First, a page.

HIPAA & Disposal of Protected Health Information

Is your organization required to comply with HIPAA privacy standards? If so, you’ve probably heard the term PHI – which is short for Protected Health Information. In the past we’ve written about how Protected Health Information must be rendered “Unusable, Unreadable, or Indecipherable to Unauthorized Individuals” — and that leads HIPAA covered entities and business associates to be especially careful about encryption at rest, encryption in-transit, and authentication.

However, today we’d like to take a step beyond that, to a day that no one enjoys but everyone experiences at some point. What happens when a hard drive containing Protected Health Information fails? The problem that most organizations face on that day, is the uncertainty about how to dispose of this type of storage device if they don’t have the luxury of being able to use software-based utilities for clearing it’s contents.

HIPAA-Compliant Disposal of Protected Health Information

HIPAA & Media Sanitization: Clear, Purge, and Destroy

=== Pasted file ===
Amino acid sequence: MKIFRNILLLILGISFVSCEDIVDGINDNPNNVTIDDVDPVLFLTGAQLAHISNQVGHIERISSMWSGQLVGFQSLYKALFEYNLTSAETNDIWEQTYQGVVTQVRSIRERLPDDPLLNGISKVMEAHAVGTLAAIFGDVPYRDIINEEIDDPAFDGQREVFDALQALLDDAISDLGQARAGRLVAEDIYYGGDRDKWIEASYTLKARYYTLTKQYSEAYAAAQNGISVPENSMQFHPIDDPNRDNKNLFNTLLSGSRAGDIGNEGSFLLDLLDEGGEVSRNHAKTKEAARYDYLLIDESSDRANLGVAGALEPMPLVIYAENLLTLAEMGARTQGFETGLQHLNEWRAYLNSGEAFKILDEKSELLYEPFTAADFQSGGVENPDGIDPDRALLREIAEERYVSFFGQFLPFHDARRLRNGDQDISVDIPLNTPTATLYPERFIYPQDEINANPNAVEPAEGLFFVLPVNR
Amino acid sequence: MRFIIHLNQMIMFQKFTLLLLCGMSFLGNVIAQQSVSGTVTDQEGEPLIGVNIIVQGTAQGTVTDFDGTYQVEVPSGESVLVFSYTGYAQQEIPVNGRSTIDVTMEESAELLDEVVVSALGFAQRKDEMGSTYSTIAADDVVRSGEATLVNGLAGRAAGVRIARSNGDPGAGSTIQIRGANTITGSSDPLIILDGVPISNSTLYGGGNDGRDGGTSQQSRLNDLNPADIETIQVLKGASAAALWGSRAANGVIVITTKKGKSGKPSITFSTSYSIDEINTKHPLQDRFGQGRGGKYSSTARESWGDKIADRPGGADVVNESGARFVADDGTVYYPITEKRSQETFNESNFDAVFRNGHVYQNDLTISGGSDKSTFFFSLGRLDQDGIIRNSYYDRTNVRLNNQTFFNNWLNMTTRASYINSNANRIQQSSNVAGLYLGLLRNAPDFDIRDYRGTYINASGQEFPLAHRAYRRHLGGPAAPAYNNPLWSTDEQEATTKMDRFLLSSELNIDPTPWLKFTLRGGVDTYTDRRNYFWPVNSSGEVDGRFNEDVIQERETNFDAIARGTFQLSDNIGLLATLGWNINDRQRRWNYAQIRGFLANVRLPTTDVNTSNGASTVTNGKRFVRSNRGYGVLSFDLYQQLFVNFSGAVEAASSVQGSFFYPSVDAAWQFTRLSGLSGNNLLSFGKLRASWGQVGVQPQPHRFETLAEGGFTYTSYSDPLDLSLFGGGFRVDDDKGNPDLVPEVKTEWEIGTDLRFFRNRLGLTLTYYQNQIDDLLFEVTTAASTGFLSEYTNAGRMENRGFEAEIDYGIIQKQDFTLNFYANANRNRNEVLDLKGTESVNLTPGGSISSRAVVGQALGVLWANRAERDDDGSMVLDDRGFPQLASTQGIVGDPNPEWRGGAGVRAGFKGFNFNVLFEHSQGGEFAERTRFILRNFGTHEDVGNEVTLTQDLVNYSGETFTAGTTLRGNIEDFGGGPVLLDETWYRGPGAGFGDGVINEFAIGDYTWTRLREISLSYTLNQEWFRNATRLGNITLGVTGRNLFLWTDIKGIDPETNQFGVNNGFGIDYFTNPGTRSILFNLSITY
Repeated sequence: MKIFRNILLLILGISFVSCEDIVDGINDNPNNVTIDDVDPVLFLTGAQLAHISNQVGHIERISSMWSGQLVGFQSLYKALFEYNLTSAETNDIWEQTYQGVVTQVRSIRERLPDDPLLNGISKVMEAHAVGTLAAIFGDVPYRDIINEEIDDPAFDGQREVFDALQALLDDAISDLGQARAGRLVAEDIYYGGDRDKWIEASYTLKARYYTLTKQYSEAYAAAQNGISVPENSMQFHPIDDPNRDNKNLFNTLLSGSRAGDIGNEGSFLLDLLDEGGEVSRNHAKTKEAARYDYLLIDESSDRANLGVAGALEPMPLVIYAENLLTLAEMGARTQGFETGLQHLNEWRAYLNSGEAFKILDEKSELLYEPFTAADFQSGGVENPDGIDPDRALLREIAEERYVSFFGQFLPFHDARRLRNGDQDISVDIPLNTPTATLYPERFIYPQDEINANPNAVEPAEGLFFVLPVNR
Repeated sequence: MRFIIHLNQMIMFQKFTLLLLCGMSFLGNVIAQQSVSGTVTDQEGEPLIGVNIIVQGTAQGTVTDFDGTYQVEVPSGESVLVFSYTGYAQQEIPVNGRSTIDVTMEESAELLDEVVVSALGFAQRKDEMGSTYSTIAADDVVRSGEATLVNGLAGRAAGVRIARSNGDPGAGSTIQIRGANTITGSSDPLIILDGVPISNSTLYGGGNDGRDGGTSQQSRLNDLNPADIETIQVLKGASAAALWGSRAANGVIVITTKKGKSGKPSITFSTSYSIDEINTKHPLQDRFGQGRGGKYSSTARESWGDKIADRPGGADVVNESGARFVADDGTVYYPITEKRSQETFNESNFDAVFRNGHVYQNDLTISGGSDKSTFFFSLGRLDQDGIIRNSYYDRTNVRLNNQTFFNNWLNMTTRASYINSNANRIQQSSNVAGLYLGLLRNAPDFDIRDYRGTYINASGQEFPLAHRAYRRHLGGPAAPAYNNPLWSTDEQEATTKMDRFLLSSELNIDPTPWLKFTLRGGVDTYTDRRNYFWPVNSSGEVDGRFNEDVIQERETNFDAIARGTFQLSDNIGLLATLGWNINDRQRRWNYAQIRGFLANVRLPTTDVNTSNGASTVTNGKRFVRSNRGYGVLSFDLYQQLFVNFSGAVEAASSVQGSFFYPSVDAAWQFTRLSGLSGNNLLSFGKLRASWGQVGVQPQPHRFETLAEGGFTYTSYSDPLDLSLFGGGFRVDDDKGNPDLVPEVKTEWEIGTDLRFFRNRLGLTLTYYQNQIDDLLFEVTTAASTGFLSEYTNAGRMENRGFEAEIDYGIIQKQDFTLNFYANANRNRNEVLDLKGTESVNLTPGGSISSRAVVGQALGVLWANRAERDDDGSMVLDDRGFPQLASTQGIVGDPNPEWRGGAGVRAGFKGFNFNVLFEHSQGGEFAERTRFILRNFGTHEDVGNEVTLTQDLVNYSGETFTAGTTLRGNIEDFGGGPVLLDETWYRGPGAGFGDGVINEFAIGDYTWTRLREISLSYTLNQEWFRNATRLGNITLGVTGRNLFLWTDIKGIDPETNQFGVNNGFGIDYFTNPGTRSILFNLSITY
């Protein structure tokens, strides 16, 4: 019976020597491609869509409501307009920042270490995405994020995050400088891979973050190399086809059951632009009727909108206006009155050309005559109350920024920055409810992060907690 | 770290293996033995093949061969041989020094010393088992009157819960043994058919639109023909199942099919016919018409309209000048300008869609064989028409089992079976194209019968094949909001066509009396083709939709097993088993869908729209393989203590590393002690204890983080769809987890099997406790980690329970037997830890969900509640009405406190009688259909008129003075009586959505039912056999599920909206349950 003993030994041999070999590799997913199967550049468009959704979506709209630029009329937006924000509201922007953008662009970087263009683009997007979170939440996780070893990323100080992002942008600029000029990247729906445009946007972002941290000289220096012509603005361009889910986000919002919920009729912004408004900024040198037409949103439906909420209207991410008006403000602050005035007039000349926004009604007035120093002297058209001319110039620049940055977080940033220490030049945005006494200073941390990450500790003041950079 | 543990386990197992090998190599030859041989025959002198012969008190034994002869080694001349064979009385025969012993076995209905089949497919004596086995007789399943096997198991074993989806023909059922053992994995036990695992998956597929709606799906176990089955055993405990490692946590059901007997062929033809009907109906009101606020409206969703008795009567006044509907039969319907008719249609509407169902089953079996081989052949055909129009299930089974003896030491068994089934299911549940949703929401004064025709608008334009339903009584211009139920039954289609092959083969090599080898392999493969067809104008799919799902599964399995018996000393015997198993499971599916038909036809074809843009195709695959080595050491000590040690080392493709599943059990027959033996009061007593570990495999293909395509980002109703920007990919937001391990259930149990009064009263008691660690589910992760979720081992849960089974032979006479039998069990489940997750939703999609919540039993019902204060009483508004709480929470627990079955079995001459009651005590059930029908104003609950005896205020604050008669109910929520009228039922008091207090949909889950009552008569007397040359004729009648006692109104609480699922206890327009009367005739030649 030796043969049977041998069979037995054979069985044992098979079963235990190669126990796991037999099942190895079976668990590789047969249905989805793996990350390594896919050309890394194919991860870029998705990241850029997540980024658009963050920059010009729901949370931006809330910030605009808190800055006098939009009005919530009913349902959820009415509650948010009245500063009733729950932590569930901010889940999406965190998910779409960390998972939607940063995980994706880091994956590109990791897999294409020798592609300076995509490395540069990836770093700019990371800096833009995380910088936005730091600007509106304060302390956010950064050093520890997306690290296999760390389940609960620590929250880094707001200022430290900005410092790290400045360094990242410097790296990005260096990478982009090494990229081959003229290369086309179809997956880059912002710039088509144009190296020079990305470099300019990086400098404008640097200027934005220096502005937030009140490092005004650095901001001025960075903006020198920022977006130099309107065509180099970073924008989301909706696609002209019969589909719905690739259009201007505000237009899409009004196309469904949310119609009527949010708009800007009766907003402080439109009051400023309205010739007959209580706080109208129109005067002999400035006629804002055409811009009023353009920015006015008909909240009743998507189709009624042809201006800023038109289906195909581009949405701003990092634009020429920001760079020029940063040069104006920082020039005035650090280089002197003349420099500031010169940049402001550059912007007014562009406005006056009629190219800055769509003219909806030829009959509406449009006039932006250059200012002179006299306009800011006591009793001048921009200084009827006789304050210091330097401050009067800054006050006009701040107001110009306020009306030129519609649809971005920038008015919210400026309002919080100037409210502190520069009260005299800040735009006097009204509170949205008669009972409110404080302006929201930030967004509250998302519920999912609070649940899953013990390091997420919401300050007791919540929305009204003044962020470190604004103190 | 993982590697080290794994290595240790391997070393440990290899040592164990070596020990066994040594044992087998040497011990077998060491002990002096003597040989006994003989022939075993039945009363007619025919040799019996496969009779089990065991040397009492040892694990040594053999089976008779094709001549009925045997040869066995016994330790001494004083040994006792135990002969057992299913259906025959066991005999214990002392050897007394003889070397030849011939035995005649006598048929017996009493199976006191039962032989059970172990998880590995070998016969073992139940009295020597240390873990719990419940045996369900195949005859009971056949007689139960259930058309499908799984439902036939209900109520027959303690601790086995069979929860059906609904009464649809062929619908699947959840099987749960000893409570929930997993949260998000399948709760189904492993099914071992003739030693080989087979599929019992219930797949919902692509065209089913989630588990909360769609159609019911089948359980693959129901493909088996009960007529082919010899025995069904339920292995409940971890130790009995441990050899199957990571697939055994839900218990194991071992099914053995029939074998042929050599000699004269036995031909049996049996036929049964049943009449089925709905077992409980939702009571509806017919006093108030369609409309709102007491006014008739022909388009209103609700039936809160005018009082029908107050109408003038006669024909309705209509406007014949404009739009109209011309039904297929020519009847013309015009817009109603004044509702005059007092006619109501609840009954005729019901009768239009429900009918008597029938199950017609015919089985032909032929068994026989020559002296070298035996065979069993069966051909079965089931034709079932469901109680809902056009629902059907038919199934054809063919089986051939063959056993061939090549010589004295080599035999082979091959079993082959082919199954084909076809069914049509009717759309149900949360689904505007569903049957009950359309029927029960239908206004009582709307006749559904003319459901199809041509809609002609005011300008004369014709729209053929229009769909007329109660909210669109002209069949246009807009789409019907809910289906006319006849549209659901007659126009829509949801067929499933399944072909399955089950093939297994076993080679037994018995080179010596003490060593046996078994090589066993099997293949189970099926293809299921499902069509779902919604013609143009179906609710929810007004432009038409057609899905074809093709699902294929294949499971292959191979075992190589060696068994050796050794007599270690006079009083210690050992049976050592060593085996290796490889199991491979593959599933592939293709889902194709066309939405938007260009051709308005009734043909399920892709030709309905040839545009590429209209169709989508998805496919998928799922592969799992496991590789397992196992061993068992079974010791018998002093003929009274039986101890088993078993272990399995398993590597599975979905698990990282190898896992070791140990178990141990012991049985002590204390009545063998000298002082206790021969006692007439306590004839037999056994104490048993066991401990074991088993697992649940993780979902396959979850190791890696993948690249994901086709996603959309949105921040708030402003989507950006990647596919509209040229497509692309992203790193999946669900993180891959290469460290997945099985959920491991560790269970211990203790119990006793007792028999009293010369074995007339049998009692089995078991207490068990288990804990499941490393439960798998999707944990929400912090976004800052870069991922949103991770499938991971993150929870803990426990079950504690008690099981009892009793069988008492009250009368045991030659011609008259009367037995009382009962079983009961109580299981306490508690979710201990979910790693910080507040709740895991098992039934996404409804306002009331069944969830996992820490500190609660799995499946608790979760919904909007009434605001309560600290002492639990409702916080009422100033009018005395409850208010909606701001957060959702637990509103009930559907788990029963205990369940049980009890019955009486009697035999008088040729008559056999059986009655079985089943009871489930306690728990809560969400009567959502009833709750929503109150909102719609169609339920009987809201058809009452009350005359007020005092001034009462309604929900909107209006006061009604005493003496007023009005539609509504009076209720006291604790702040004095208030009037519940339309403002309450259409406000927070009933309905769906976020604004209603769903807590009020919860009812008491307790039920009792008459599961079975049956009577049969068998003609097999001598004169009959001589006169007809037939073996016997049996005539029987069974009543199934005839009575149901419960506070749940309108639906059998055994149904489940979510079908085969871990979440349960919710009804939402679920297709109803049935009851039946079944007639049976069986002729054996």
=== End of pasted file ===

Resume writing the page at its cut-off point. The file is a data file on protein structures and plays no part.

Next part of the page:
If you are subject to HIPAA (either as a Covered Entity or as a Business Associate), you may have heard that you have Media Sanitization obligations.  Anytime you take a storage device (like a laptop with a hard drive) and dispose of it, sell it, or otherwise transfer it, you need to pause briefly to make sure you follow your media sanitization obligations.  We find much of the material on this to be written in a way that is extremely hard for anyone but an IT / HIPAA specialist to understand, so we're writing this article in plain language to cover some of the key points.

HIPAA Media Sanitization
Cyber SecurityHIPAA

Protected Health Information: A Cybersecurity Perspective

If your organization has HIPAA obligations — either as a Covered Entity or a Business Associate — you’ve probably heard the term Protected Health Information. Often referred to as PHI amongst industry insiders, understanding this term is crucial to standing up a strong cybersecurity perimeter to honor your HIPAA obligations. Although your HIPAA obligations are a mix of privacy and security obligations (and beyond), here we’ll talk mostly about security of three particular types of information that are definitely a part of the patient records covered by HIPAA.

HIPAA Protected Health Information